Well known is the U.S. Government’s abhorrent treatment of Native Americans, which included abrogation of countless treaties, appropriation of land, and forced removal to Western territories, including what is today Oklahoma.

Less well known, however, is the fact that the Cherokee, Chickasaw, Choctaw, Muscogee (Creek) and Seminole Nations – collectively known today as the Five Civilized Tribes – enslaved Africans. Like Southern plantation owners, they bought and sold slaves and treated them as chattel property. Indeed, slaveholding was such an integral part of the daily life of these tribal nations that each entered treaties with the Confederate States of America in 1861 to ensure its continuance.

Many Americans recently learned for the first time about the meaning and significance of Juneteenth, when nearly all remaining slaves in the United States and its territories were freed – a full 71 days after Confederate General Robert E. Lee surrendered at Appomattox on April 9, 1865 to Union forces led by General Ulysses S. Grant.

Enslaved Africans of Indian Territory

This was not the case for the enslaved Africans of Indian Territory. Even after Lee’s surrender, and even after General Granger read his Orders, the enslaved Africans of Indian Territory were kept in bondage. Sadly, it was not until the Five Tribes of Indian Territory entered Treaties with the U.S. Government on March 21, with the Seminole Nation, on April 28, with the Chickasaw and Choctaw Nations, on June 14, with the Muscogee (Creek) Nation and on July 19, with the Cherokee Nation in 1866 – more than a year after Lee’s surrender – were these slaves granted freedom, tribal citizenship, and equal interest in the soil and national funds. Each of these treaties (collectively known as the Treaties of 1866) contained provisions freeing the slaves and an express acknowledgement that the U.S. Constitution was, and shall remain, the Supreme Law of the land. Notably, there was no mention of tribal law or sovereignty insulating these slave holding tribes from full compliance with the U.S. Constitution, which includes all the Civil War reconstruction amendments.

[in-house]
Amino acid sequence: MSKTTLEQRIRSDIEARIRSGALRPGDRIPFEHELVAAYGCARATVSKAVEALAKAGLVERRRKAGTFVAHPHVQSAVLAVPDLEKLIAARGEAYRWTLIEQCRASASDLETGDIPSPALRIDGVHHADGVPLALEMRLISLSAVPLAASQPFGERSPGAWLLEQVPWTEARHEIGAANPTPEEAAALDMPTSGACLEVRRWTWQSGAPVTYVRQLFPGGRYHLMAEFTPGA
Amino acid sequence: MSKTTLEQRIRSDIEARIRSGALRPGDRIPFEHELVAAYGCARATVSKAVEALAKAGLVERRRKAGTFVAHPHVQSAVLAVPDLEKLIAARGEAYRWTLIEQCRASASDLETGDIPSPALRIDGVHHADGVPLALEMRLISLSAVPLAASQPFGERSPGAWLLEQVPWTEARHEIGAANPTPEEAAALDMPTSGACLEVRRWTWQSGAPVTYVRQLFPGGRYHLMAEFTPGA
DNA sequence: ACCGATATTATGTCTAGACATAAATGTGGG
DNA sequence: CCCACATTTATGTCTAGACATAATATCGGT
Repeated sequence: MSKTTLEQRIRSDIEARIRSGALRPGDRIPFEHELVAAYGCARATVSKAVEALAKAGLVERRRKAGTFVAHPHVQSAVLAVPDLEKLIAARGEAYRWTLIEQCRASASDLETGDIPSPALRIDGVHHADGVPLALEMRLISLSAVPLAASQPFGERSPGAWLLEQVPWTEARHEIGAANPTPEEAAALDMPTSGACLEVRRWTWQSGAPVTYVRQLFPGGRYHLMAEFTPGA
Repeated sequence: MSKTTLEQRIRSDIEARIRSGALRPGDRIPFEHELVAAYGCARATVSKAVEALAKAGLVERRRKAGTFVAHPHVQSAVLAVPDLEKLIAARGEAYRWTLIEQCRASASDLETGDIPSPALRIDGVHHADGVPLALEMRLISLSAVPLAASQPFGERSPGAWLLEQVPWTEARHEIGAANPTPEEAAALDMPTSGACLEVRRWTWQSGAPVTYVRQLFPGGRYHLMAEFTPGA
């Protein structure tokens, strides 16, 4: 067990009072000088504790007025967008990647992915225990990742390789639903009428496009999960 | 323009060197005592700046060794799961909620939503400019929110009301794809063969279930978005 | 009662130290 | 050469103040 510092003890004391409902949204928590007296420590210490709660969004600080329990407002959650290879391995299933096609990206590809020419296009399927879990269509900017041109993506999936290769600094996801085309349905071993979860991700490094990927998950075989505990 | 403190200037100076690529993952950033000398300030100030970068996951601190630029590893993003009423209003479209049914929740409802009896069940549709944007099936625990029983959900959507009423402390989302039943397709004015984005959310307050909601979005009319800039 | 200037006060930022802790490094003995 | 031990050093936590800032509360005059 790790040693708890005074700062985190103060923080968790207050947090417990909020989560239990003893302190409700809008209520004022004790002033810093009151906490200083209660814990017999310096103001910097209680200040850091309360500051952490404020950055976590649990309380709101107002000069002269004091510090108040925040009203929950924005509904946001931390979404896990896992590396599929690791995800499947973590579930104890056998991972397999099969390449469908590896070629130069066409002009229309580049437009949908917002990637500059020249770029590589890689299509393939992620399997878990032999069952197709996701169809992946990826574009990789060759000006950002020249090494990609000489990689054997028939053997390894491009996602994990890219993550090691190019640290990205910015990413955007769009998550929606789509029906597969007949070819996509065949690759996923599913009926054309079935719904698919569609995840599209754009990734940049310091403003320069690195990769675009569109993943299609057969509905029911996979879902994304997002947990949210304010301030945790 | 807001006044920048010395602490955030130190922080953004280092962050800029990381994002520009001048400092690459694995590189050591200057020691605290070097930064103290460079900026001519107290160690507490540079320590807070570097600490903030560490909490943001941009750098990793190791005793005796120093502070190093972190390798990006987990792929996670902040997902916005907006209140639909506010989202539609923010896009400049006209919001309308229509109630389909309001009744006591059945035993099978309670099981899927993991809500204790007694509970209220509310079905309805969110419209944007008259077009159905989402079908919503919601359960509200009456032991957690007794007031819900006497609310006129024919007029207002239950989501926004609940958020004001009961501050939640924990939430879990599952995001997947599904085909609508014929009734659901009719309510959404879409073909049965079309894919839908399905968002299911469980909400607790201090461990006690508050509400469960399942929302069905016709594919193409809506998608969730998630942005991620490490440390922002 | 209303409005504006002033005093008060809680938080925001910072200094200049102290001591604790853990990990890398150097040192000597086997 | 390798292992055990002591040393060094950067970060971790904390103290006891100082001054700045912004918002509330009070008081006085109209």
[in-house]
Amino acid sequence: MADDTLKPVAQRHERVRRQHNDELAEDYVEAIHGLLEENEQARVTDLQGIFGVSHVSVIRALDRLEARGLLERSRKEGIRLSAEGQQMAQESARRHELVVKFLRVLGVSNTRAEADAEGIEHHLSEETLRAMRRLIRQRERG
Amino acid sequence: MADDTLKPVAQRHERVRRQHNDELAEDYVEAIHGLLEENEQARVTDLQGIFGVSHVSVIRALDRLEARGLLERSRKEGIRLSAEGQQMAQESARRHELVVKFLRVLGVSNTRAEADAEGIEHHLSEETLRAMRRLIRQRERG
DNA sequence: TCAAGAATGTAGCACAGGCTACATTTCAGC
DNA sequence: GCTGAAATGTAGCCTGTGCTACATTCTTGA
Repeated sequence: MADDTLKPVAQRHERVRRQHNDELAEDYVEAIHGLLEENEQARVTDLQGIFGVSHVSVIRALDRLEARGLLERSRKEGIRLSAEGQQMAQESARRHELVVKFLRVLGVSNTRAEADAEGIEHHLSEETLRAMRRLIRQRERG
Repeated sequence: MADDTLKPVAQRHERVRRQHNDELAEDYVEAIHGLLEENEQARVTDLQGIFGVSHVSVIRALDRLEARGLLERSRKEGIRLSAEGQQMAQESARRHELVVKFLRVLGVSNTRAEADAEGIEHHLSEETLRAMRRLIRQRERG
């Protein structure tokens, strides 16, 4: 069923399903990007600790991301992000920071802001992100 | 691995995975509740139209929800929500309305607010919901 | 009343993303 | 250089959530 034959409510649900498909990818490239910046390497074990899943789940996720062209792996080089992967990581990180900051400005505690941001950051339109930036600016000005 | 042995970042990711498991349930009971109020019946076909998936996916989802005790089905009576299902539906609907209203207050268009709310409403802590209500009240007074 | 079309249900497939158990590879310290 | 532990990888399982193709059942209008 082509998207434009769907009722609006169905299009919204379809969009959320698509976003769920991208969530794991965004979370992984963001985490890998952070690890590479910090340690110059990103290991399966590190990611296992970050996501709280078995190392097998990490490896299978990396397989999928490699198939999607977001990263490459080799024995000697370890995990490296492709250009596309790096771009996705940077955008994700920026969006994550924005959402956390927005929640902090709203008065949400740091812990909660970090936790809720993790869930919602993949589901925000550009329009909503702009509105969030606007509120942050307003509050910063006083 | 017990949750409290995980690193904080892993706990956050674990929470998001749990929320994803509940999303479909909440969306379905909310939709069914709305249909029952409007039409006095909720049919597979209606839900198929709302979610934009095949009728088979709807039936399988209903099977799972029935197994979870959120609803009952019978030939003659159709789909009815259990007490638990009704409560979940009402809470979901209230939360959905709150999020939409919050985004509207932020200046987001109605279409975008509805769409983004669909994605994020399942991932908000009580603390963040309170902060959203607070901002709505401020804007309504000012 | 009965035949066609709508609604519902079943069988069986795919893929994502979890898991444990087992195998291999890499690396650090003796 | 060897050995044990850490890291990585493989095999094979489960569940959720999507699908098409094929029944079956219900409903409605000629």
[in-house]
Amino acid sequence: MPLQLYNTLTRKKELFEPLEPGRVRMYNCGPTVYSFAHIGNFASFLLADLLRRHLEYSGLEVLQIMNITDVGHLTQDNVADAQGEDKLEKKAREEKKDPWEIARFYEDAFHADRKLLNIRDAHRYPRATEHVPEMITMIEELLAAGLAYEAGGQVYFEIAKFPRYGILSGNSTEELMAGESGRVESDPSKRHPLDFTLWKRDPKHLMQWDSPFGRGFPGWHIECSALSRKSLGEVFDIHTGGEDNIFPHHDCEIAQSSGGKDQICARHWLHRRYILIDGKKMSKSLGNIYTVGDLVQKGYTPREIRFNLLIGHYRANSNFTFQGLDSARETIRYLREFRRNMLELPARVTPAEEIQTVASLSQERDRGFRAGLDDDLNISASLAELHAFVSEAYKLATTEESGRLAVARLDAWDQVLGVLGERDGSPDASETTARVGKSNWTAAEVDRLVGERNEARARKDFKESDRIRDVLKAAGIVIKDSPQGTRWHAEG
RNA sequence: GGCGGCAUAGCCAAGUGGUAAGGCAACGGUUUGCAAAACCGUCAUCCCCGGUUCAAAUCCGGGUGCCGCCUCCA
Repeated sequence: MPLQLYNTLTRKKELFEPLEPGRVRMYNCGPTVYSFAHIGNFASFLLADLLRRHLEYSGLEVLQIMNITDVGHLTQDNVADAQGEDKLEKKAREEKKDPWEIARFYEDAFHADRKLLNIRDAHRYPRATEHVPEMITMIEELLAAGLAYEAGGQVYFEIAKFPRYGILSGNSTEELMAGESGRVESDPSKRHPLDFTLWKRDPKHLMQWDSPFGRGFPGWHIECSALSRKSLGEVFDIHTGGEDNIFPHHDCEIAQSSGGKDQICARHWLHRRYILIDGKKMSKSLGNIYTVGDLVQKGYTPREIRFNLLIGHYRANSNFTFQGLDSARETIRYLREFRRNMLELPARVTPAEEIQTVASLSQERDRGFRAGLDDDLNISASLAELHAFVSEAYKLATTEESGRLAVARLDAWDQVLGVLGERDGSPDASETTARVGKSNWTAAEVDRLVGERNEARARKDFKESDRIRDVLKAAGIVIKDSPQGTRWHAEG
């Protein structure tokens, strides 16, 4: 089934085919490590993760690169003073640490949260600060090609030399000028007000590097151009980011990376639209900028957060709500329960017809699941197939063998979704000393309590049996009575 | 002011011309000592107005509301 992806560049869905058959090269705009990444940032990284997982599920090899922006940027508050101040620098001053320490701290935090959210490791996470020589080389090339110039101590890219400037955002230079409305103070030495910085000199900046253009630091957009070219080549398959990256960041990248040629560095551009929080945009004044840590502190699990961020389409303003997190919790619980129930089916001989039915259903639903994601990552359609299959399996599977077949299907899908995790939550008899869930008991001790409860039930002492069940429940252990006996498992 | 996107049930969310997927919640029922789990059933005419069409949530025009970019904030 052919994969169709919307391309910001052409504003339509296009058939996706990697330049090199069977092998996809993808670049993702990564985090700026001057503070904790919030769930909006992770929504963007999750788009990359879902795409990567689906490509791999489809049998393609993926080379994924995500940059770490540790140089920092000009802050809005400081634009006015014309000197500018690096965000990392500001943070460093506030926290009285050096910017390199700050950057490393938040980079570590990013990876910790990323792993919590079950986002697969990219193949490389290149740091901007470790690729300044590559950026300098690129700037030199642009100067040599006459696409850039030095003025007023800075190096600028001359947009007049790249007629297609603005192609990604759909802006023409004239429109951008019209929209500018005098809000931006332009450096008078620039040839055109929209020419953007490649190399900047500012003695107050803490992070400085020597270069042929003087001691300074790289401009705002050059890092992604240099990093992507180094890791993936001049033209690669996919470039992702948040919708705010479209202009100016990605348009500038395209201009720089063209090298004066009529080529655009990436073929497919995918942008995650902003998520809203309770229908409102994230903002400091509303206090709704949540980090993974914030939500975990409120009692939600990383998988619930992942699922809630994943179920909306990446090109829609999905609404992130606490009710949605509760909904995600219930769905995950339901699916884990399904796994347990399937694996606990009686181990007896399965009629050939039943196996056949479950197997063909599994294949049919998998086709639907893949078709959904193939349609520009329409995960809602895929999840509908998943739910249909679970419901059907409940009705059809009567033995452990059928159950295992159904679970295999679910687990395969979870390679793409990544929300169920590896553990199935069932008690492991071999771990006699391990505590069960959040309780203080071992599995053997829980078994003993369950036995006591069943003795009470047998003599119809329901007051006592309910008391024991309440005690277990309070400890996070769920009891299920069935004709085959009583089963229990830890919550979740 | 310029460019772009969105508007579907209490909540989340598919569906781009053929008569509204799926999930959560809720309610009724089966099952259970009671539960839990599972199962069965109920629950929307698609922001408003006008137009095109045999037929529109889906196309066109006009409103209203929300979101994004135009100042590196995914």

Congressional legislation

How can such self-reflection be carried out today? To begin, it means that the Five Civilized Tribes must stand with, not against, the Freedmen in connection with ongoing, critical discussions taking place behind closed doors in the Halls of Congress over the distributions of billions of dollars in federal taxpayer housing dollars to tribal members and the descendants of Freedmen. Although not widely known, Congress is considering three major pieces of legislation that collectively would provide billions to Native American tribes. And these much-needed resources are in addition to the Coronavirus Relief Fund dollars that were authorized under the CARES Act adopted in late March.




http://theoklahomaeagle.net/2020/07/07/black-lives-matter-for-freedmen-descendants-of-the-five-civilized-tribes/

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Good luck fellow Californians, and I hope this helps

Thank you leaders of our wonderful state of California for this service 🙏🏻💖